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At the heart of general practice since 1960

'GP recruitment crisis? What crisis?,' asks minister

First minister Carwyn Jones has claimed there is no recruitment crisis in Wales, prompting criticism by GP leaders ahead of this weekend’s LMC conference.

Mr Jones told the Daily Post last week that ‘we have got more doctors and nurses than ever before’, and that salaried GPs are stepping in when partners quit.

But Welsh GPC chair Dr Charlotte Jones said workforce is one of the biggest issues facing Wales ahead of her speech to the Welsh LMCs Conference this weekend.

And the RCGP accused Mr Jones of being ‘in denial’, adding there were not enough GPs coming through.

The first minister said: ‘There will be issues from time to time where a GP decides to stop but that service then is carried on by salaried GP.

‘From our point I don’t think there is a crisis with recruitment, we have got more doctors and nurses than ever.’

But RCGP Wales chair Dr Rebecca Payne dismissed his claims.

She said: ‘A number of practices have recently been taken over by the local health board because GPs have left due to workload and growing patient list sizes. And there simply aren’t enough new GPs coming through to replace those who have left.

‘The first minister seems to be in denial of the situation facing our colleagues in north Wales. GP provision in the north is getting worse, and increasingly patients are bearing the brunt of this.’

The row comes ahead of the annual Welsh LMC conference in Chester this weekend, where GPC Wales chair Dr Charlotte Jones will say in her speech that ’workload, workforce and resources’ are the three most powerful strains affecting general practice.

She will say that more GPs are needed, and that ‘innovative solutions’ are required to discourage GPs from deserting the profession.

She said: ‘In my speech I will be focussing on what needs to be done in three significant areas – workload, workforce and resources. There are positive about the things GPs have achieved, but we also need more momentum and energy.’

Attendees at the LMC conference will debate whether the QOF should be scrapped.

They will also call for the GPC, the Welsh Government to agree on a formal definition of a ‘manageable workload’, and for general practice to be classified as a ‘shortage occupation’ across the UK.

Readers' comments (27)

  • Exactly- its gone beyond crisis into irreversibility.

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  • 6 months of advertising brought forth 2 candidates neither of whom were suitable ( one wasn't GP trained - the other 18 months from retirement ) . So try salaried but sorry no takers . Nurse practitioners - rare and now increasingly expensive but good value if you can find one. Locums are difficult to get because everyone needs them. This is not a crisis it's complete melt down.

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  • We thought a lot of the recruitment problems would be in the south east because of high property prices . However even a lovely corner of south Yorkshire where property is still affordable ( Wales is still cheaper admittedly ) is struggling to find people . I think we have to face the fact that its just a difficult job with decreasing reward and increasing hassle so no one wants to do it.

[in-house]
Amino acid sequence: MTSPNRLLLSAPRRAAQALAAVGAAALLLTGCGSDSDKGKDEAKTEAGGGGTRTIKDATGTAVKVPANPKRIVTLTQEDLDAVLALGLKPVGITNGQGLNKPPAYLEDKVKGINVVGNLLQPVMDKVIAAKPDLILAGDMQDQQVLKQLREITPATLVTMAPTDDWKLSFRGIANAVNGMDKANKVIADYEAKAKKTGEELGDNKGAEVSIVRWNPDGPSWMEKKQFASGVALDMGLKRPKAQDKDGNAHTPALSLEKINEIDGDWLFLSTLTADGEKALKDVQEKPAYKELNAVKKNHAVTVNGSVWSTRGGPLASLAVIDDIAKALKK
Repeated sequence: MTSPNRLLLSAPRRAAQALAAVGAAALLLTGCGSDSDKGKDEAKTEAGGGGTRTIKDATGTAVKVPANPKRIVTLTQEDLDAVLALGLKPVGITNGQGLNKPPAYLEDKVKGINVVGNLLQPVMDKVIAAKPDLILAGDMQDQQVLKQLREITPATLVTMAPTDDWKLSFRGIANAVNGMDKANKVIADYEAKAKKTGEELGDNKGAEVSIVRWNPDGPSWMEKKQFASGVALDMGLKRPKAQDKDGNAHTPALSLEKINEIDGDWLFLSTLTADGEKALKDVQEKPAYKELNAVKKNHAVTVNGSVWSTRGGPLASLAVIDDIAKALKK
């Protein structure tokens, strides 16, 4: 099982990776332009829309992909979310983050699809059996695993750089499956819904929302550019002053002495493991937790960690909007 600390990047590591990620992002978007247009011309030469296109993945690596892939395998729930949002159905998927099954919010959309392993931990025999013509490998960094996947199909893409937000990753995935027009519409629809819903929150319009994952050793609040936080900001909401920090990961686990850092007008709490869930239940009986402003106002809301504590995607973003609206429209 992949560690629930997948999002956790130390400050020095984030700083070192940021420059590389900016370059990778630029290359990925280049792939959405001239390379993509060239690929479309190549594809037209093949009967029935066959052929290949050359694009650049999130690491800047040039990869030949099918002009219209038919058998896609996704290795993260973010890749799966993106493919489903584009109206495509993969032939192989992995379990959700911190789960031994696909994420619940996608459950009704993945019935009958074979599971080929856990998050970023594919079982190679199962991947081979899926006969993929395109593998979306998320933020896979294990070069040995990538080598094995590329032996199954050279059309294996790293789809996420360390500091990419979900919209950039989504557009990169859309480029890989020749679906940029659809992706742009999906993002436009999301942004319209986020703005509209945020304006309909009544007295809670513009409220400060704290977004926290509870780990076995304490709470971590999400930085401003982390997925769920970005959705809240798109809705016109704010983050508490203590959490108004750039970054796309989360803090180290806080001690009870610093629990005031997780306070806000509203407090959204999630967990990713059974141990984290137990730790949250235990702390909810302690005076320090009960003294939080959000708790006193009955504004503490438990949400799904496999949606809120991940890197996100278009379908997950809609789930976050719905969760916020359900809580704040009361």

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  • Agree with above - It isn't just Wales where there " isn't" a recruitment crisis.

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  • Bit by bit the stresses stressors and strains within general practice have increased.
    There is a clear domino affect happening right now. Partners retiring. Partners leaving to do locum work. Partners leaving profession. Partners leaving country.
    There is absolutely no way a locum or a salaried doc equates to a partner in terms of work commitments.
    Every practice locally .... 20 separate practices have partner vacancies.
    I have joined the leavers this week. I am looking after myself. This job is making us unwell

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  • he is not wrong - the current contract offer has been welcomed by the GPC, primary care is seeing more contacts for less funding, patient satisfaction is still high, trust in GPs is still high, and we are moving soon to provide more access with 7 day 12 hr access. Practices are evolving into large units and innovation is rife. all is well and there is no crisis. there is a lot of moaning but no evidence of any crisis.

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  • @|Anonymous | GP Partner|26 Feb 2016 2:01pm

    'There is absolutely no way a locum or a salaried doc equates to a partner in terms of work commitments.'

    That's because partners take on a silly amount of work that should be illegal.

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  • Bob Hodges

    A politicians wonder why only 16% of the population trust MPs compared with 88% who trust GPs.

    To be honest, I'm surprised that as many as one person in eleven fall for their gobshitery.

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  • Minister? What minister?
    Never heard of her

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  • Wales? Never heard of it.

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